I like to be an avid observer and analyst of the information that is published regarding nutrition and any other information relating to the topic. Quality, quantity, and sources of cultivation and the production of foods are the main subjects. Whether we buy organic or not, whether the organic label went through the entire evaluation and examination phase of the certification process are two commonly discussed topics. Whether we should eat this or that depending on our personal needs, and whether we should count calories and measure the number of grams we eat or not are also commonly discussed ones.
Most of the information is based around what we eat, but very rarely does it also concentrate on how we eat. Most of the information we find is related to how important it is to consume healthy, organic, fresh macro and micronutrients. But what about how we chew and insalivate (mixing saliva and food in our mouths)?
We all know the famous phrase: “take your time and chew your food properly.” There is wisdom to be gained from it and the purpose of this article is to make a call for us to start paying more attention to the way we chew and insalivate. Sadly, we’ve forgotten to take into account that for there to be a healthy state of the body, the kind of food and how we digest and eliminate it must have the same level of importance. Chewing and insalivating properly are two extremely important factors when it comes to enabling the body to digest, break down, absorb, reabsorb, metabolize, and eliminate foods the best way possible.
Digestion begins with chewing
We refer to chewing as mechanical digestion because once you take a bite of food, you begin to mechanically break it down into smaller and smaller particles. While chewing, you activate your salivary glands, which release a lot of saliva containing important digestive juices and enzymes such as amylase, lysozyme and lingual lipase. Their functions are:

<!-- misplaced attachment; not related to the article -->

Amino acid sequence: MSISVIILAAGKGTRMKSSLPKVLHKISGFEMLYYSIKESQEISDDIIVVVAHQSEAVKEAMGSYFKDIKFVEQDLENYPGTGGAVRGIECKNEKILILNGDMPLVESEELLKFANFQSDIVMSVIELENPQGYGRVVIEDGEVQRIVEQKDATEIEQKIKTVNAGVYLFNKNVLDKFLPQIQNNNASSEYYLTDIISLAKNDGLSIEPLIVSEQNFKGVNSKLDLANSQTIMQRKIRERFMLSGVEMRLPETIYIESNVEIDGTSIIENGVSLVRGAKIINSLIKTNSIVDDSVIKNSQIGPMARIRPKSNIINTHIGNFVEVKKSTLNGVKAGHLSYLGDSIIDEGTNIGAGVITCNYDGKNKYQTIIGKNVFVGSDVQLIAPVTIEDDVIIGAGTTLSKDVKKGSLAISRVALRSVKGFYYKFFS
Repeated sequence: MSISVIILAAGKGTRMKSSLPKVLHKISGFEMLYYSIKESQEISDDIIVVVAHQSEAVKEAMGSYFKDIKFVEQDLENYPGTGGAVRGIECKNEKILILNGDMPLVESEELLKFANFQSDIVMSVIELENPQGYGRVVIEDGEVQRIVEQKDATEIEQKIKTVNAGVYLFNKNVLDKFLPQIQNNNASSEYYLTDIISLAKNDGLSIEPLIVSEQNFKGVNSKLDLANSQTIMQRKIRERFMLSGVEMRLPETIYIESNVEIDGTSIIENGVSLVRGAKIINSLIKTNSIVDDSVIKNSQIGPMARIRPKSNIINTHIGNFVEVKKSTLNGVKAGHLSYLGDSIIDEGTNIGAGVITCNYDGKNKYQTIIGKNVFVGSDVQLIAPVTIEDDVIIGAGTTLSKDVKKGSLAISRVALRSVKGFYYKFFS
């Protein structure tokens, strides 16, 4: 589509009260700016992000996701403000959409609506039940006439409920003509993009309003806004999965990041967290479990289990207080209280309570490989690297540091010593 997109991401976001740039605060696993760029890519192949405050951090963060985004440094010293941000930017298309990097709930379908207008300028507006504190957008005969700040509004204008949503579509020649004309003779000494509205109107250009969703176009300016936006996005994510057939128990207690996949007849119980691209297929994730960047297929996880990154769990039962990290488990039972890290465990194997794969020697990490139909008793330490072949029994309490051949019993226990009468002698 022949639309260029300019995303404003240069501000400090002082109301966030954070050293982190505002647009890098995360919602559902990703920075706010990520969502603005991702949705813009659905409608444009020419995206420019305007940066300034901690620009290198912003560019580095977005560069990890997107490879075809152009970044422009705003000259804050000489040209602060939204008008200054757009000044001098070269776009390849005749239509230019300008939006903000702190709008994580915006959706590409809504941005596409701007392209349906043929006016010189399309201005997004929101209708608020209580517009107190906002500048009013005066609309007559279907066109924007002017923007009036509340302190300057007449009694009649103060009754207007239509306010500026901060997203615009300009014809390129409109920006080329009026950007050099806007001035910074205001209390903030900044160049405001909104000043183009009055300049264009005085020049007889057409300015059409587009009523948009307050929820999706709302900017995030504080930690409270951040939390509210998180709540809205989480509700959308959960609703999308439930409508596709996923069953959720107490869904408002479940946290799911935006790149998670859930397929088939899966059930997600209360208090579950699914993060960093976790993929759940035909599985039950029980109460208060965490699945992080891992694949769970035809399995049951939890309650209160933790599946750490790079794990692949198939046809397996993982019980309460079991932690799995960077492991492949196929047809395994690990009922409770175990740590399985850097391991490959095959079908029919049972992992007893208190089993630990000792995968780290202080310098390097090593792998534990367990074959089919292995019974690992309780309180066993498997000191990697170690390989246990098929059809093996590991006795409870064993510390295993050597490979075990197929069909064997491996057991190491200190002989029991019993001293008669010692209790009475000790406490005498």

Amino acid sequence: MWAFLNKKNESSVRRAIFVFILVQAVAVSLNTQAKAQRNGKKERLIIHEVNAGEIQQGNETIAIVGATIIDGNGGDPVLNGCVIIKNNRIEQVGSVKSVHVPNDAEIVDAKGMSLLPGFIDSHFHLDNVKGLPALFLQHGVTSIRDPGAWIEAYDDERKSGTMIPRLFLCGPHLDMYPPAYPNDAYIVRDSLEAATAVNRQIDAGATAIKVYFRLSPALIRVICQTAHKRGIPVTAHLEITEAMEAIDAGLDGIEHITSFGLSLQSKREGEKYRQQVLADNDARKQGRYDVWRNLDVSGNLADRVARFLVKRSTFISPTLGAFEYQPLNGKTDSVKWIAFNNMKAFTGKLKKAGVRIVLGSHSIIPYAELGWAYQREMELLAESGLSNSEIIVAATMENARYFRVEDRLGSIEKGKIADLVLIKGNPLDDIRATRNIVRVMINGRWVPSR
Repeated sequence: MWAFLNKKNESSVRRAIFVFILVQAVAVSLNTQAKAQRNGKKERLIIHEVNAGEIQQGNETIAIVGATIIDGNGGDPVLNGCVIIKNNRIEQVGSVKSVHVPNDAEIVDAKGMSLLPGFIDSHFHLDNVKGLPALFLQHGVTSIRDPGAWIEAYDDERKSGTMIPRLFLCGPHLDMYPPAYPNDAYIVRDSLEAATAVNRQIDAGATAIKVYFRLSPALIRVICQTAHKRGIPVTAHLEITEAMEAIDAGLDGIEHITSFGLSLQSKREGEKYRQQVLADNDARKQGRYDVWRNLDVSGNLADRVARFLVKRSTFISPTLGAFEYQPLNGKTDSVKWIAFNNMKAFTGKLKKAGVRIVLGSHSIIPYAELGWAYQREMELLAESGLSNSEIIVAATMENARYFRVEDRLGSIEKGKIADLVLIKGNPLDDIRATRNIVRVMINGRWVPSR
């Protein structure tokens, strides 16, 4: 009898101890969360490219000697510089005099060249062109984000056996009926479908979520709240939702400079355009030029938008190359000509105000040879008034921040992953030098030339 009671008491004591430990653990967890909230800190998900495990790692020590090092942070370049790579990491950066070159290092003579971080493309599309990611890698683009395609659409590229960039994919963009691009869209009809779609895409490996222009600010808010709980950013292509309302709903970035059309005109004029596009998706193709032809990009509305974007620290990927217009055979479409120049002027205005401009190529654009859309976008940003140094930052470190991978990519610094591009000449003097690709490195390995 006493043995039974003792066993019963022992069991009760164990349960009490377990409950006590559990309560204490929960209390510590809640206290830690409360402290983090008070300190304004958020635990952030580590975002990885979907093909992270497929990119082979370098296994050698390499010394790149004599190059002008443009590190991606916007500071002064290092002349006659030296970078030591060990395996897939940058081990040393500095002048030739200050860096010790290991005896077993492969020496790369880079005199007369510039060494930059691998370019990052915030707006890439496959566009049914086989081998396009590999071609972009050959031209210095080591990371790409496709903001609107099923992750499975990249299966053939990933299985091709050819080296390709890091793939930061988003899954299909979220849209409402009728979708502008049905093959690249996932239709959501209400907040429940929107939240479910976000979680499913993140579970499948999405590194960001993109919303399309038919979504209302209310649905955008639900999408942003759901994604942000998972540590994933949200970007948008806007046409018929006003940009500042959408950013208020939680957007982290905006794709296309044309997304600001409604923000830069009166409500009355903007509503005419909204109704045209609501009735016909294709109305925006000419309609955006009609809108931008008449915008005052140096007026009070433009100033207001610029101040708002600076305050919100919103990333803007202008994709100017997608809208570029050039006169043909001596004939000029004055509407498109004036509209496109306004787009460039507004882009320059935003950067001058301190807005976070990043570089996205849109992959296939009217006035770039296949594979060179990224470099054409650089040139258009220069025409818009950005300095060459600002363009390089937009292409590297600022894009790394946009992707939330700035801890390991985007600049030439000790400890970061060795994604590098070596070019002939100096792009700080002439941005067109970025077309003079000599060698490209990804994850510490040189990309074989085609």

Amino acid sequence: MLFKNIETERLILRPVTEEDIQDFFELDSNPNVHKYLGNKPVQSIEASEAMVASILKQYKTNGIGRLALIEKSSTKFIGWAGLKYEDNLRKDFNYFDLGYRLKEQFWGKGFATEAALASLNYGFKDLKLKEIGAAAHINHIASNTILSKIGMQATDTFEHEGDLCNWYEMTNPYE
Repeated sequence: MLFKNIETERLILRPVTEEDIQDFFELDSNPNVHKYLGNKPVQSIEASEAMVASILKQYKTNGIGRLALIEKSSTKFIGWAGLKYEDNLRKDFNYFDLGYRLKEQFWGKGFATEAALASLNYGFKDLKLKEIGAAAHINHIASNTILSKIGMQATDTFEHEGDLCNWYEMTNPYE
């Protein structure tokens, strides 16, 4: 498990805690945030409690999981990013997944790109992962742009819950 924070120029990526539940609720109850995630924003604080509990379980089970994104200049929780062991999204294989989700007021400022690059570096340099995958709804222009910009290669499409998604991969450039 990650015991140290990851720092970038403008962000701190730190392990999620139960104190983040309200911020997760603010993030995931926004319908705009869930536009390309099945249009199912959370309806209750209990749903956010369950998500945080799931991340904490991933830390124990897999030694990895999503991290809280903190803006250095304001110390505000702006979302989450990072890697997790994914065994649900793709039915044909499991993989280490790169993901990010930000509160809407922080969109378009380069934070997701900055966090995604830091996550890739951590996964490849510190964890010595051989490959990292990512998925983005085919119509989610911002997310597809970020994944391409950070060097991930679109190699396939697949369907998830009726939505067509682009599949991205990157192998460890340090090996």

- Salivary amylase(enzyme) to begin the chemical digestion of starch
- Antibodies and lysozymes: to fight oral bacteria
- Lingual lipase (enzyme): to break down fatty acids
- Bicarbonates: to help neutralize acids
- Mucus: to moisten the food and oral cavity
Chewing also signals the body to begin the digestion process. It alerts the stomach, preparing it to make stomach acid, and it signals the pancreas to prepare for secreting its contents into the small intestinal tract. All this helps speed up the digestive process and relax the lower stomach.
To help ensure proper digestion
The mechanical breakdown of food into smaller and smaller pieces makes it much easier for the body to extract more nutrients from them. In fact, when you do not chew your food enough, some nutrients may go undigested. This can be a major problem since elements of this undigested food may eventually enter your bloodstream through small gaps that may exist between the intestinal absorptive cells (enterocytes) of the intestinal lining (simple columnar epithelial cells). On top of that, large particles that move slowly down the digestive tract can increase the risk of bacterial overgrowth which leads to indigestion, bloating and constipation. The longer food particles linger, the more they have the possibility to become catalysts for putrefaction, which can produce neurotoxins in the gastrointestinal tract .
How many times should you chew your food? That is a great question that no one can answer accurately. The most important thing is that the mass of chewed and moistened food, referred to as a bolus, starts to have a slightly sweet taste. Precisely at that moment, you are able to swallow.
Digestion is one of the most energy-consuming processes of the body, so it’s essential that you help your body along by doing your part.